Background: Childhood craniopharyngiomas are known to be associated with an increased risk of excessive weight gain and hypothalamic obesity. Atypical clinical manifestations include the development of a diencephalic syndrome (DS) with a failure to thrive or weight loss.
Objective and hypotheses: In a retrospective study we analyzed 21 of 485 childhood craniopharyngioma patients (4.3%) who presented with a low weight (<−2 BMI SDS) at time of diagnosis. 11 of 21 patients were identified with a DS due to proven hypothalamic involvement.
Method: We demonstrate the clinical manifestations of DS and weight development before and after diagnosis in these 11 patients.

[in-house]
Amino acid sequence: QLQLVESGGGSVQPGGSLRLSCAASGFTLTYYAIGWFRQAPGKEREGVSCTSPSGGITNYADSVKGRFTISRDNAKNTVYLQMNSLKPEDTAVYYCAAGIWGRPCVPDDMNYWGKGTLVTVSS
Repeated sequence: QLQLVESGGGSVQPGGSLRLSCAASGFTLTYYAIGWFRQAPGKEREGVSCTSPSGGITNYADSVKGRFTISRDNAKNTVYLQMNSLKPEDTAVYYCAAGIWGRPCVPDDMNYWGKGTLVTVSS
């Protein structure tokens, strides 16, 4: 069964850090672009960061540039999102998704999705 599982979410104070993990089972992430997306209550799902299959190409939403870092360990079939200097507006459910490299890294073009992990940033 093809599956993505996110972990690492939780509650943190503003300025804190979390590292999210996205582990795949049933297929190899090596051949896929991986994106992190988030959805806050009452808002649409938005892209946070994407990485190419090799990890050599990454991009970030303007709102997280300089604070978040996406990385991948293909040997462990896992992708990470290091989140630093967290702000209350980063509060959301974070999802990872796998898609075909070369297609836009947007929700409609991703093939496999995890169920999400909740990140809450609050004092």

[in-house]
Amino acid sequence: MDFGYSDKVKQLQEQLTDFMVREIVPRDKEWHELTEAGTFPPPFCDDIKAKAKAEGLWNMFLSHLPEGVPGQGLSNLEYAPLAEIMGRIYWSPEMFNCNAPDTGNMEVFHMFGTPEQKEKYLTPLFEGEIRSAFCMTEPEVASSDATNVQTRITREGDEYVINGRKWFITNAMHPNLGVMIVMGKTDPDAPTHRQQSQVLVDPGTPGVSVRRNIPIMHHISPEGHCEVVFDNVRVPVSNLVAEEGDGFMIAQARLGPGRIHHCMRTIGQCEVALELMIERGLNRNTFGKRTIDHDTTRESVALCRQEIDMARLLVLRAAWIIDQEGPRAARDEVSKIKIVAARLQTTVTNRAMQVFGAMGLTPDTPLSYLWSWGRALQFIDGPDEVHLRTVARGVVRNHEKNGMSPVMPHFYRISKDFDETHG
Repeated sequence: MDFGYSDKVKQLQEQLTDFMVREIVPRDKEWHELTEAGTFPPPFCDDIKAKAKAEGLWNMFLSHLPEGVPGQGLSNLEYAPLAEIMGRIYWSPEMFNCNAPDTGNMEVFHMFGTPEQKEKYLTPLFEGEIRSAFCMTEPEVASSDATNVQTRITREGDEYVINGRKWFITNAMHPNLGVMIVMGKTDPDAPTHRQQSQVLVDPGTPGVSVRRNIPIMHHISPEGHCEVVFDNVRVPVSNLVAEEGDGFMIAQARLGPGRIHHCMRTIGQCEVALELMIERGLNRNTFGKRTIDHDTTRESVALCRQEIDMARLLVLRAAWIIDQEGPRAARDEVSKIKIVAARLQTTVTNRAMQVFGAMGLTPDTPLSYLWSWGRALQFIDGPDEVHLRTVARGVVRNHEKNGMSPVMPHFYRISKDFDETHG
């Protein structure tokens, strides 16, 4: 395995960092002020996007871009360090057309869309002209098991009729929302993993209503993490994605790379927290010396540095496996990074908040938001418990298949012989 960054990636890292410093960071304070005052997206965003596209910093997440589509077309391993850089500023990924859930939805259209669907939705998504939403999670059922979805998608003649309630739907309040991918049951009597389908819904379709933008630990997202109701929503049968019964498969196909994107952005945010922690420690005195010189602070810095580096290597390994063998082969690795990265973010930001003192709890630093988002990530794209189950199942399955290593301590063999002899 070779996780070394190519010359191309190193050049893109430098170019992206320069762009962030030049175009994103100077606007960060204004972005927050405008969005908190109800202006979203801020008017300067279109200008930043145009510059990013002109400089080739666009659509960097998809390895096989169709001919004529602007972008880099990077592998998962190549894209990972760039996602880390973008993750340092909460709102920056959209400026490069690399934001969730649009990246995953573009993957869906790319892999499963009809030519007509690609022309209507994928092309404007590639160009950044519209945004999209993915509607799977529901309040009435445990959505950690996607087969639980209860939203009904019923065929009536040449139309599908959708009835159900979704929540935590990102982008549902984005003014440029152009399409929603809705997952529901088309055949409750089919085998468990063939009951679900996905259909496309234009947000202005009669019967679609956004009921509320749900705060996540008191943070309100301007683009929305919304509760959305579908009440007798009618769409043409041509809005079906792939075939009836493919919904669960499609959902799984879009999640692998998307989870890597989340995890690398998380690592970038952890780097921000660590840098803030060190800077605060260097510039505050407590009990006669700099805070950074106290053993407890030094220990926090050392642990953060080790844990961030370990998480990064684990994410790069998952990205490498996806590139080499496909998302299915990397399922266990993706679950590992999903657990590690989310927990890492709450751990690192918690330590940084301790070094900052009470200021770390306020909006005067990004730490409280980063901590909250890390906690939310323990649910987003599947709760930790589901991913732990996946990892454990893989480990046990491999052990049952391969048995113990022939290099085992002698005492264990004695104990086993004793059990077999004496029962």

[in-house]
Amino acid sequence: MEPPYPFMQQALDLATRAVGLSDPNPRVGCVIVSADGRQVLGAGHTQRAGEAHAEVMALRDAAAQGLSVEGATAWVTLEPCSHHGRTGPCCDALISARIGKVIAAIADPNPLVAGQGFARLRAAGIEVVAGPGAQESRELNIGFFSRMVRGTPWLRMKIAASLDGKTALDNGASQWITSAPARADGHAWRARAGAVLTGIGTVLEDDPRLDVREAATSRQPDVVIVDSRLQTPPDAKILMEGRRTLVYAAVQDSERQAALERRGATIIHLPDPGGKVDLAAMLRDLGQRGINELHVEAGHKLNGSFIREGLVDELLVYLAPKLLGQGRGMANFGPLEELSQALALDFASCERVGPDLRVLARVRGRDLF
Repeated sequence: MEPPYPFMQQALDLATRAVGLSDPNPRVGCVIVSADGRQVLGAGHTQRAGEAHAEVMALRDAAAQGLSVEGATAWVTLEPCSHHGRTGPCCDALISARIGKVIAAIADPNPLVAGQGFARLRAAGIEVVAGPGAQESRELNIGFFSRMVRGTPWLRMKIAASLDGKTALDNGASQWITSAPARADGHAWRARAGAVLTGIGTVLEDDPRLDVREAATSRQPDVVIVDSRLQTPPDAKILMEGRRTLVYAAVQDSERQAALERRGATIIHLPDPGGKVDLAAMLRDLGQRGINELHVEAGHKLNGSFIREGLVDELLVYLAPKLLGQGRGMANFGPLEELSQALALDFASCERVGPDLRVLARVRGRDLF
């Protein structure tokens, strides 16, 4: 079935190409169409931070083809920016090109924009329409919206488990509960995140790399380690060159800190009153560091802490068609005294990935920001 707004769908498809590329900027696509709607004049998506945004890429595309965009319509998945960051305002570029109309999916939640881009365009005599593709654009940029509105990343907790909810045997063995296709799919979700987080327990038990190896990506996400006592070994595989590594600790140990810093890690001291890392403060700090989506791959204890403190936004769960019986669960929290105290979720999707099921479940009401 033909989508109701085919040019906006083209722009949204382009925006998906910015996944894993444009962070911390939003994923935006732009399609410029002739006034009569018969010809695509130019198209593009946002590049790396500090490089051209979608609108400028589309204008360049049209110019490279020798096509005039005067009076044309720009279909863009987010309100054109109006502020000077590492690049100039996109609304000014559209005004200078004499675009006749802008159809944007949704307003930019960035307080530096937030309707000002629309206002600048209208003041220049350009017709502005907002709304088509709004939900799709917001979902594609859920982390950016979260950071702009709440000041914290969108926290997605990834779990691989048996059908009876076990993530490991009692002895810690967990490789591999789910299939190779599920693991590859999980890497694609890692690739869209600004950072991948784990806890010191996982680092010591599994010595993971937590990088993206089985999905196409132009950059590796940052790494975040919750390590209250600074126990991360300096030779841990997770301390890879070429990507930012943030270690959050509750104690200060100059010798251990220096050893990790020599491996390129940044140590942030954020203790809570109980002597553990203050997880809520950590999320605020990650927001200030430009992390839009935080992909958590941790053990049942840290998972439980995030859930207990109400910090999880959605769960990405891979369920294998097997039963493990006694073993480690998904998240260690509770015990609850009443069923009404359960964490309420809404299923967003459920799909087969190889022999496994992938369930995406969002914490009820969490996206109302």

Results: First significant differences between patients with low weight at diagnosis and normal weight patients at diagnosis are observed at an age of 5 years. Within the first 2 years after diagnosis, the weight of DS patients and normal weight patients converge to a similar level. Tumor size does not play a role in respect of DS development. Finally, MRI tumor properties of DS patients were compared with MRI scans of obese patients at time of diagnosis. A trend towards a lower rate of infiltrative growth within the hypothalamus might be related to DS patients.
Conclusion: DS is a rare clinical manifestation in childhood craniopharyngioma but should be considered as a differential diagnosis in failure to thrive. DS at the time of diagnosis does not prevent weight gain after diagnosis of a craniopharyngioma with hypothalamic involvement.
20 - 22 Sep 2014
European Society for Paediatric Endocrinology